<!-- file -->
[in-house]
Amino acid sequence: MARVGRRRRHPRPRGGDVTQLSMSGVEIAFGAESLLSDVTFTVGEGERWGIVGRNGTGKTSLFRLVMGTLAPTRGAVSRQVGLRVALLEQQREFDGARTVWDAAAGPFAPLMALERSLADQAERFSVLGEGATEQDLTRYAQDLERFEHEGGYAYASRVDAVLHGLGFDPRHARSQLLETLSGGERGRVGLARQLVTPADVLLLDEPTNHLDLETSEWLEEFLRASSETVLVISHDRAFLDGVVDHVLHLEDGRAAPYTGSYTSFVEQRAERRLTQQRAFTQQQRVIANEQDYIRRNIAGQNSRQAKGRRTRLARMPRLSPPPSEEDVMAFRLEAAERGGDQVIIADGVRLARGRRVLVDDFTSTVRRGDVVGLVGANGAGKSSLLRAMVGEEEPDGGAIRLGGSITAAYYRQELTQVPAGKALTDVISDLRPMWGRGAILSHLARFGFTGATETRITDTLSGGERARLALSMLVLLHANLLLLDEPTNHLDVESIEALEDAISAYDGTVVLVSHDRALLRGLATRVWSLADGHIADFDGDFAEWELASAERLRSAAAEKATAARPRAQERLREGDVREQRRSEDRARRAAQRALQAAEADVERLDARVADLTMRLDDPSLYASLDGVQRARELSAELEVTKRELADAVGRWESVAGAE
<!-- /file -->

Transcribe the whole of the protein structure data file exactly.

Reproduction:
[in-house]
Amino acid sequence: MARVGRRRRHPRPRGGDVTQLSMSGVEIAFGAESLLSDVTFTVGEGERWGIVGRNGTGKTSLFRLVMGTLAPTRGAVSRQVGLRVALLEQQREFDGARTVWDAAAGPFAPLMALERSLADQAERFSVLGEGATEQDLTRYAQDLERFEHEGGYAYASRVDAVLHGLGFDPRHARSQLLETLSGGERGRVGLARQLVTPADVLLLDEPTNHLDLETSEWLEEFLRASSETVLVISHDRAFLDGVVDHVLHLEDGRAAPYTGSYTSFVEQRAERRLTQQRAFTQQQRVIANEQDYIRRNIAGQNSRQAKGRRTRLARMPRLSPPPSEEDVMAFRLEAAERGGDQVIIADGVRLARGRRVLVDDFTSTVRRGDVVGLVGANGAGKSSLLRAMVGEEEPDGGAIRLGGSITAAYYRQELTQVPAGKALTDVISDLRPMWGRGAILSHLARFGFTGATETRITDTLSGGERARLALSMLVLLHANLLLLDEPTNHLDVESIEALEDAISAYDGTVVLVSHDRALLRGLATRVWSLADGHIADFDGDFAEWELASAERLRSAAAEKATAARPRAQERLREGDVREQRRSEDRARRAAQRALQAAEADVERLDARVADLTMRLDDPSLYASLDGVQRARELSAELEVTKRELADAVGRWESVAGAE